Perhaps one of the like demons between these keys (apart from actually losing them) is the packaging it comes in. OCZ has also insisted on using the hermetic seal style packaging - also noted as the one that usually cuts you more than you can cut it during removal. Once we actually removed this devilish packaging though, we found OCZ's Rally key, a nice shoelace style lanyard, and an extension cable which was remarkably similar to Corsair's - with the main difference being that the ports had clear boots.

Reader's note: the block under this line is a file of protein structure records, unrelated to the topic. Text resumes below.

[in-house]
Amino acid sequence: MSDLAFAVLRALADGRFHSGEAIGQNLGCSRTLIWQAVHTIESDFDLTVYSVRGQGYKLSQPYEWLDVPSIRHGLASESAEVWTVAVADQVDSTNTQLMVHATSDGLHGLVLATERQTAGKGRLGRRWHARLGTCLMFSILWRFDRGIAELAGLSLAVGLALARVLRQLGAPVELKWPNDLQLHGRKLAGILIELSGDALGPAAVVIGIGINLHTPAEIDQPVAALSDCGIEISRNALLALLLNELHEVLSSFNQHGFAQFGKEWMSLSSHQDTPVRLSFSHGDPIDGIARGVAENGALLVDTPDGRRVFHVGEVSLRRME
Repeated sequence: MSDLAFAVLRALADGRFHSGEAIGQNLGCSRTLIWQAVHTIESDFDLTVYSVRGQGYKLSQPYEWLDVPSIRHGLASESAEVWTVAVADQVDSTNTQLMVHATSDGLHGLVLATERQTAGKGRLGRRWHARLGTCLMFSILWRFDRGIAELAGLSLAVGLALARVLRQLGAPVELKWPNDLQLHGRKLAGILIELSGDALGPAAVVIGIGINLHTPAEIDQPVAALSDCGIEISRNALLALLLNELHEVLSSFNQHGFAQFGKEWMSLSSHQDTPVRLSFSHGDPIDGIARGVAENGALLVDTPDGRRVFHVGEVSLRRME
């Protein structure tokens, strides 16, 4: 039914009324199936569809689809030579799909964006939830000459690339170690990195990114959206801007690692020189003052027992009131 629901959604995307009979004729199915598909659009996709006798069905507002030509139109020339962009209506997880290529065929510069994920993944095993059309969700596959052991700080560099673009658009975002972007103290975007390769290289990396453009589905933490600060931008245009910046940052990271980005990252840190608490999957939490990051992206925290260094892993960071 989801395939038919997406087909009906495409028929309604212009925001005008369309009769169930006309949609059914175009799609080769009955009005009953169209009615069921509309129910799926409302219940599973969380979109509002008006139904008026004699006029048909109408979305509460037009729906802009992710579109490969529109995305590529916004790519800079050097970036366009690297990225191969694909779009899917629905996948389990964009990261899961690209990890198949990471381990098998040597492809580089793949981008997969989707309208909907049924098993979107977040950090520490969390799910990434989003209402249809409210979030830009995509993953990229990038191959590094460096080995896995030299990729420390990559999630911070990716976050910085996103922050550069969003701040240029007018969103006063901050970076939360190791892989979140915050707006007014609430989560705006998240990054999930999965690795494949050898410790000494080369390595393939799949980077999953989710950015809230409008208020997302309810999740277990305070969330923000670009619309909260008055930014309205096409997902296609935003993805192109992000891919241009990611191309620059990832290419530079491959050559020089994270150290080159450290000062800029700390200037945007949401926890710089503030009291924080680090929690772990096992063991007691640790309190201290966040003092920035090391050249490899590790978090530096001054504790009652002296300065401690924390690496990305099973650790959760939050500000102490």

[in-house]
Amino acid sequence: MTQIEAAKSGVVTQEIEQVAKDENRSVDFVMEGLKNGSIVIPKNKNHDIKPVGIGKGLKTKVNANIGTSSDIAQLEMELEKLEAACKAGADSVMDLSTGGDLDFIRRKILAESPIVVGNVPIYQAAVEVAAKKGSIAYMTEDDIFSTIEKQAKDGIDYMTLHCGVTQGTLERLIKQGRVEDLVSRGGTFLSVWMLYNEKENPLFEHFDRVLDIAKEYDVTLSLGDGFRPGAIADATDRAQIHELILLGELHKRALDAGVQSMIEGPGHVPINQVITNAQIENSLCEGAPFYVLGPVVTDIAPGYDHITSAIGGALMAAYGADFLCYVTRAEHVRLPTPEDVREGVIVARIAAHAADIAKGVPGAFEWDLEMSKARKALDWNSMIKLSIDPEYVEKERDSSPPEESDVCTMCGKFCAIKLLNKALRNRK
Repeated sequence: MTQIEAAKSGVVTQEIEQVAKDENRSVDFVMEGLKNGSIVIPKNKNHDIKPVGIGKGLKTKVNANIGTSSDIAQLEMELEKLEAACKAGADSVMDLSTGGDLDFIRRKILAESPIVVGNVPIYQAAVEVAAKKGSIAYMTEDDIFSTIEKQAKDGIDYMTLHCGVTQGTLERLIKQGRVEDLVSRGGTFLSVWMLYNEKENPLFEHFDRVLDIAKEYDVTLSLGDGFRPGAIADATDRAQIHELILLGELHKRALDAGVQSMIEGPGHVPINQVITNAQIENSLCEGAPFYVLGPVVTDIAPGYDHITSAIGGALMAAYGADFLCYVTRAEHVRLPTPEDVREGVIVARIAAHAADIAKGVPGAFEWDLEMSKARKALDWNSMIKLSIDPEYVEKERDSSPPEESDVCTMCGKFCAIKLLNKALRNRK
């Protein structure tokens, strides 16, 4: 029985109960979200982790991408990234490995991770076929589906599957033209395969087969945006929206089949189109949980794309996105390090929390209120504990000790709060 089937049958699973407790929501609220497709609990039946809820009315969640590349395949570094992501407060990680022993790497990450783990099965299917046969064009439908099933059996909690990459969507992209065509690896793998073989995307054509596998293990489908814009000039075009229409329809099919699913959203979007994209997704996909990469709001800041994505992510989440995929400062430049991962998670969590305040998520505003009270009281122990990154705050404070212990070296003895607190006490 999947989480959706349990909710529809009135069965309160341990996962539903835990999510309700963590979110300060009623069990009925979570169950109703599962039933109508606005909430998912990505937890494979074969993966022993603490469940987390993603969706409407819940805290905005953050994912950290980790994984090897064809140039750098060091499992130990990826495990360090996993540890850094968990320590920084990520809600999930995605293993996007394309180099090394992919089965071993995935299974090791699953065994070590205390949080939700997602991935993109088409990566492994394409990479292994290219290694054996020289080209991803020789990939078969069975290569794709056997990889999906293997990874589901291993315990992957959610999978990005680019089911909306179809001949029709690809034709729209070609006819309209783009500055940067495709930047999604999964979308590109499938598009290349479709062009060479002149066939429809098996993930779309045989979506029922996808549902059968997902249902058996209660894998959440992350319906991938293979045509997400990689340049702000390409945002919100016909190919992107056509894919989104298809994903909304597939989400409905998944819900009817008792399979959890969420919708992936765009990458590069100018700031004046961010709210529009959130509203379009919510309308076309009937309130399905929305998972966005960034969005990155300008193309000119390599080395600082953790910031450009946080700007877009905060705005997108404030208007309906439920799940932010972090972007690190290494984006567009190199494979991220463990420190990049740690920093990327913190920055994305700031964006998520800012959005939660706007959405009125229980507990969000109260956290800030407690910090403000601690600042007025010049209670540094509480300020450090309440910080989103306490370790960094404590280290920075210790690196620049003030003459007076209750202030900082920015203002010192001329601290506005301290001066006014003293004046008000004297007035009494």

Moving on to the actual key itself, we can see that while it is quite long, it is indeed thin. Now, while this might not make the key feel as durable in meaty hands, it will certainly cause users to rejoice as their devices can be plugged in alongside the Rally without qualm. As you stare down the thin, ridged barrel of the rally stick, you can't help but notice its anodized black finish across the aluminum, and the Rally/OCZ logos, printed on each side of the stick respectively. Near the drive's continuously lit rump we can find its capacity - in our case the 512 MB model. As to the continually lit rump - its light remains blue until something happens or an application accesses the drive, at which point it begins to blink While it may not feel quite as sturdy as Corsair's notably durable Flash Voyager, OCZ's rally still feels nice and solid in our hands, and considering the fact that they've placed a lifetime warrantee on this little guy - we're fairly sure that OCZ thinks so too. Now, I be most of you are wondering what makes this stick so special - well, since it doesn't have abnormal strength, the Rally drive relies on speed, which is promised via "Dual Channel Technology". Thanks to the unit's solid construction, we can't very well rip it open, but we can tell you that it's likely to work a lot like raid - that being that there are two 256MB flash chips inside that are fed by a microcontroller that acts like a raid controller, placing these two chips in raid 0. While your data is indeed boned if one of these chips fails, that is usually the way it goes with many keys. Bearing the merits and pitfalls of OCZ's offering in mind, let's get on to what really matters - just how fast these can go.